According to Steve Semes there are three main motives for preservation : 1/ historians motive of buildings and places as "documents of their time"; 2/ populist motive of "places we love and want to keep"; and probably the most neglected and often forgotten one - 3/ to learn/remember how to build1.Let's learn how to learn, remember and honour our favourite places.
If you like to read more on this work, please come in contact.
The following is an attempt to grasp the contemporary widespread disregard for copies and glimpse into a world of future copying, therefore also a world of future originality.
In a study by Angelika Seidel and Jesse Prinz at CUNY (City University of New York) researchers told test subjects to imagine that the Mona Lisa was destroyed in a fire, but that there happened to be a perfect copy which even experts couldn’t tell from the original. If they could see just one or the other, would they rather see the ashes of the original Mona Lisa or a perfect duplicate? Eighty per cent of the respondents chose the ashes. That illustrates the state of our obsession with originals and almost hate for copies. But this wasn’t always the case. Romans copied Greek art- in particular sculptures, at an unprecedented rate. That was not regarded as plagiarism. There are countless Roman copies of Roman sculptures too — and with each copy a different concept comes to life. So how did we end up here? And where do we go from now onwards? In view of the rise of digital technology and digital artworks where is the boundary between original and copy? And when is it a copy we are talking about, and when an instance of an object?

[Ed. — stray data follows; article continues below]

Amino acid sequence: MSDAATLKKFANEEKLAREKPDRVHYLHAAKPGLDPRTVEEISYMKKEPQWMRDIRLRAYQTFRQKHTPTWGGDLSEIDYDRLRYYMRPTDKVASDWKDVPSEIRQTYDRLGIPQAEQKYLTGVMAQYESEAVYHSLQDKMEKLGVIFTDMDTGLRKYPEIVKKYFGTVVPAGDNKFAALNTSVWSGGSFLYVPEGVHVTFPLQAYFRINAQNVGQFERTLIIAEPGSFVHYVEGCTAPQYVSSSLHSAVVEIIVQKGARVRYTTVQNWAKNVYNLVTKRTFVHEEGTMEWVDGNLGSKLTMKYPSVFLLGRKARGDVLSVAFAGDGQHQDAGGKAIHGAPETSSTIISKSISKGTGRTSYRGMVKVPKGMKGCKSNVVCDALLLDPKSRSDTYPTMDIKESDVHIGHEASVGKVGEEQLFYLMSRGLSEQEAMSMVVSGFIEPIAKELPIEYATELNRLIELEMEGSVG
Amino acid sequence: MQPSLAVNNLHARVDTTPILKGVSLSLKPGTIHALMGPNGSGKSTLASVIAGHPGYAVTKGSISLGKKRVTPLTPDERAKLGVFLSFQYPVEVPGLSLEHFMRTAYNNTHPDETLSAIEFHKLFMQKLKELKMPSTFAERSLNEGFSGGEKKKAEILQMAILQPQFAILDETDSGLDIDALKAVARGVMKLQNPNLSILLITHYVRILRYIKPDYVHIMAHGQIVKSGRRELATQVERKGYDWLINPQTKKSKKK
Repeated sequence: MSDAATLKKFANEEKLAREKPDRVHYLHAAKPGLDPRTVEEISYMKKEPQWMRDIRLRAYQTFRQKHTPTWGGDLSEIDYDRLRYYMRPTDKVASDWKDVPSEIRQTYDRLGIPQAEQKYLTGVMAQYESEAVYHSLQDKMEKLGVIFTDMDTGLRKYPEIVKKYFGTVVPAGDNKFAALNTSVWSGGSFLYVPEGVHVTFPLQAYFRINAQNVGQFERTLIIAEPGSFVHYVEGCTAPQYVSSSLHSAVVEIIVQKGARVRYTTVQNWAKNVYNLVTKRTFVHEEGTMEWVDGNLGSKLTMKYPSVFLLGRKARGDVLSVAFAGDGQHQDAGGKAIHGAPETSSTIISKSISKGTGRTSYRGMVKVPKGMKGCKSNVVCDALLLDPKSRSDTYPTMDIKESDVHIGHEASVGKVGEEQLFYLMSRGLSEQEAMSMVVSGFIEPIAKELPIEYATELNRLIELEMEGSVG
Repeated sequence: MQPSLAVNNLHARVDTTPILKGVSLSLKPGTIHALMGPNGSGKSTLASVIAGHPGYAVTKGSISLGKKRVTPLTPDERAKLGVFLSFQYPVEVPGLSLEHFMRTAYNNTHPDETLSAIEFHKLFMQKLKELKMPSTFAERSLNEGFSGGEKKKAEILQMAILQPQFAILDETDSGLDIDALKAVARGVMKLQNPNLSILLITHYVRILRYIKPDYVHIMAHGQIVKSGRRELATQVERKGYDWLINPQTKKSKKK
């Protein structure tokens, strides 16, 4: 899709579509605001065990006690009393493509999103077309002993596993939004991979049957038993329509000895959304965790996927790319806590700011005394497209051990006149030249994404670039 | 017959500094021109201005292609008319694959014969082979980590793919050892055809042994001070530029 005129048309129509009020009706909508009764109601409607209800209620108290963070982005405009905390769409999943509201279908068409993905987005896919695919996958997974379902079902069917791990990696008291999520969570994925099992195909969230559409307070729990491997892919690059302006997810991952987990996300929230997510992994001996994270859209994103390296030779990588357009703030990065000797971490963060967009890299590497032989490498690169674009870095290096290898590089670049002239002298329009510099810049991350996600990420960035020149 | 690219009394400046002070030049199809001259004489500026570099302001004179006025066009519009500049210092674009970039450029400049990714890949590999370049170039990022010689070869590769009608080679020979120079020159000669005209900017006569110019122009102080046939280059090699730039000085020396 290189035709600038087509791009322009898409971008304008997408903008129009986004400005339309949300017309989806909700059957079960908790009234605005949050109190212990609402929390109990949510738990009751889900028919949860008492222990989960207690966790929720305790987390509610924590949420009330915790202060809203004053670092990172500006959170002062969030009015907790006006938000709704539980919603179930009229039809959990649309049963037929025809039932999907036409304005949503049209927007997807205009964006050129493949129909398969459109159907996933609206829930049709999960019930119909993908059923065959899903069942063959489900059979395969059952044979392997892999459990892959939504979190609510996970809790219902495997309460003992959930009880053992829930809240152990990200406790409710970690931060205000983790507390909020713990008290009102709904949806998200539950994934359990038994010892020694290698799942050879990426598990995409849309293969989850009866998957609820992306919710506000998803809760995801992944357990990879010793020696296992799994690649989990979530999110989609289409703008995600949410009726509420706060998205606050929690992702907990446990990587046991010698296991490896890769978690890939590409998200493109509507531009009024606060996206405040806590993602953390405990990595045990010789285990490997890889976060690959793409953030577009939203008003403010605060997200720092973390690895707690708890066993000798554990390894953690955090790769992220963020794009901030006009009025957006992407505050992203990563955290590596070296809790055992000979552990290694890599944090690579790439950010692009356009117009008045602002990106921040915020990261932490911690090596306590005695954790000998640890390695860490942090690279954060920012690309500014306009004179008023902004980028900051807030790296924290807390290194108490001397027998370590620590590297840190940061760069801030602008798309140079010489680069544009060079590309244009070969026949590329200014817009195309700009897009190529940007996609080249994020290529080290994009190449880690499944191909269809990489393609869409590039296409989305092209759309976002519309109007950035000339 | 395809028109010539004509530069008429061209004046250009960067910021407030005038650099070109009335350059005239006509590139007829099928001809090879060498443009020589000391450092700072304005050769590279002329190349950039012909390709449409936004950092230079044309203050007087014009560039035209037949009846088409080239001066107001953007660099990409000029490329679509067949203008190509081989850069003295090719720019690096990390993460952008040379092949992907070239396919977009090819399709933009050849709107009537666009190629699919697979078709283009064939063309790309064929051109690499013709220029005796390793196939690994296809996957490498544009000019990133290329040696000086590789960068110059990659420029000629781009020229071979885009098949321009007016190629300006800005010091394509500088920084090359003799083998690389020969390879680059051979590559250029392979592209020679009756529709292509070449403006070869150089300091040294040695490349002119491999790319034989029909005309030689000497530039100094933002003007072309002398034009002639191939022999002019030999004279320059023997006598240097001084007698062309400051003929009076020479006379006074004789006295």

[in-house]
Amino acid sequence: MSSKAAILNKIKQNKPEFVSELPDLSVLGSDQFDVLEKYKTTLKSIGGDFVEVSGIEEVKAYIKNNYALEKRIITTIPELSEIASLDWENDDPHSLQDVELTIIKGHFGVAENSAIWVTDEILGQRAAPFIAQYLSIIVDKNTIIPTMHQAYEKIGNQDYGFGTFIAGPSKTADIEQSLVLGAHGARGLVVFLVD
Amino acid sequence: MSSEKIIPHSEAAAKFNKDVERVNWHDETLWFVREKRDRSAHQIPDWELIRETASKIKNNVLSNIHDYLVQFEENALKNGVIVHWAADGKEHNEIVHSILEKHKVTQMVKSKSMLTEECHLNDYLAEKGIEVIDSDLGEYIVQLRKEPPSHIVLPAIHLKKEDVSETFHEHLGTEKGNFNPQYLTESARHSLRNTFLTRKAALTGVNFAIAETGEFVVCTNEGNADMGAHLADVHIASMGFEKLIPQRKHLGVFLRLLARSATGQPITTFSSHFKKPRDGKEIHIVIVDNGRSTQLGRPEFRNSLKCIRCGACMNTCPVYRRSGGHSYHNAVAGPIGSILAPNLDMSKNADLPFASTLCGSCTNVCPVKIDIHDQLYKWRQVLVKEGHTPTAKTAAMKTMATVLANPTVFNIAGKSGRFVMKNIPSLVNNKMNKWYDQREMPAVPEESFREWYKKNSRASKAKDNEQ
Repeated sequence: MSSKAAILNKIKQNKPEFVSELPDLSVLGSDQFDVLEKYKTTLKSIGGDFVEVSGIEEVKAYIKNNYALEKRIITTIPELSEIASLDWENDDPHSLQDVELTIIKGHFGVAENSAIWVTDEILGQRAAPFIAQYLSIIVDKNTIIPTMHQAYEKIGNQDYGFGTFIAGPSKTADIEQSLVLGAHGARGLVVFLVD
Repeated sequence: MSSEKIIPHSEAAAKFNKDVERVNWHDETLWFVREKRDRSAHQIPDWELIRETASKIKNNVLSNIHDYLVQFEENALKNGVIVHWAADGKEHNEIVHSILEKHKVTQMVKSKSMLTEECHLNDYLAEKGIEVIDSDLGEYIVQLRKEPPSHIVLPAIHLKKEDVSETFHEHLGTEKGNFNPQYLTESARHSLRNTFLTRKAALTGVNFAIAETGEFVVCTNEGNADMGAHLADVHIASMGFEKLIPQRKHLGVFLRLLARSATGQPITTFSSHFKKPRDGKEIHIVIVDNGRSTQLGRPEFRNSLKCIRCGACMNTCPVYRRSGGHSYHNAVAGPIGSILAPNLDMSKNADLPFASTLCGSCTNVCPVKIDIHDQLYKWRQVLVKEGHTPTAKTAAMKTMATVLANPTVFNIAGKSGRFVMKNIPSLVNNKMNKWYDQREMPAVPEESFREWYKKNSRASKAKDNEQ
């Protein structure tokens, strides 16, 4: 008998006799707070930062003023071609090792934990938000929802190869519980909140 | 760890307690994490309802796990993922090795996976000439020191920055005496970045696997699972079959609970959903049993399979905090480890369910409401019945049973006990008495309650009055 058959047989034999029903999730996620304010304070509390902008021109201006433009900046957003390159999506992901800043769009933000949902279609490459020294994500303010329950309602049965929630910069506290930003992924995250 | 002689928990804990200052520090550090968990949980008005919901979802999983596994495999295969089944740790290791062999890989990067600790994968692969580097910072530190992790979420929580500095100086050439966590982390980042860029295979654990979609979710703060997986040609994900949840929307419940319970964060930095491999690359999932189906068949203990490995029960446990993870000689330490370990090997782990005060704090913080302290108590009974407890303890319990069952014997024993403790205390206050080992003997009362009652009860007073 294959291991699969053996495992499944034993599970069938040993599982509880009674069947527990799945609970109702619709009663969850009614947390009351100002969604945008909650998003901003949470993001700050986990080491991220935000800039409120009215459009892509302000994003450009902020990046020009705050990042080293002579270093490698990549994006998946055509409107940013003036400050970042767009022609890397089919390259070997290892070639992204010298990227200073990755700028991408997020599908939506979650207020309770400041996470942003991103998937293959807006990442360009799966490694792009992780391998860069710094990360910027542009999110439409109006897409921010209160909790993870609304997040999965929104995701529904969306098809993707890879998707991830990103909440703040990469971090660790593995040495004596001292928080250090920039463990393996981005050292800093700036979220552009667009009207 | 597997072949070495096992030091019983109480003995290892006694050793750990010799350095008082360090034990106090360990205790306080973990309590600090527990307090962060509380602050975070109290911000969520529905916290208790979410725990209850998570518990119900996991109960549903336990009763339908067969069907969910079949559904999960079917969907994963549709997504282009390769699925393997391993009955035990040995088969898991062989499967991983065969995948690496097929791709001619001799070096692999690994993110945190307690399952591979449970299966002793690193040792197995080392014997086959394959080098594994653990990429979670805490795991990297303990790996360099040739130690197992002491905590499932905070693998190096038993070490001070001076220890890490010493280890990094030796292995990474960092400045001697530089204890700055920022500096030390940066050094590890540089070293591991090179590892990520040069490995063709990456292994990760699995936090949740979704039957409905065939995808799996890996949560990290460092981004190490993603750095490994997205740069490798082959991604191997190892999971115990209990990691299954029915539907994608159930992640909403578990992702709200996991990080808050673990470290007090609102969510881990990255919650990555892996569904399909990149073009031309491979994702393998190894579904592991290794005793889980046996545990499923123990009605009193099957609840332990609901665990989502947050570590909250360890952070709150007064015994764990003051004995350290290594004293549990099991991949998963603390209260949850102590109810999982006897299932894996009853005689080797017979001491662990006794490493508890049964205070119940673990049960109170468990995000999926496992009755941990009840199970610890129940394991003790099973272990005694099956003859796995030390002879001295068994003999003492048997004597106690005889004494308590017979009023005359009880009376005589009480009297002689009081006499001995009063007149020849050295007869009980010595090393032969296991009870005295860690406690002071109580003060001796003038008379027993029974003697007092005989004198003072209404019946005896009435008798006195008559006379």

To answer these questions, I traced back the history of copying in parallel to the history of artistic creation. I compared different art epochs according to several parameters in order to assess when and why copying became equal to forgery.
skill / technique — in Ancient Greek there is no word for art as we know it. The word they used to describe art was techne, or what we call today craft. For the point of art was depicting something so beautifully, crafting it in a way that it inspires you to live up to that beauty in your life. Although here is very little left from the original Greek sculptures, there are still plenty of Roman copies of those Greek sculptures to tell the story. Statues, especially ones which stood on prominent places in Rome, were copied all over the empire, because a replica of the sculpture was indeed duplicating the glory of the place, hence its owner. Art for the sake of art, for the sake of beauty.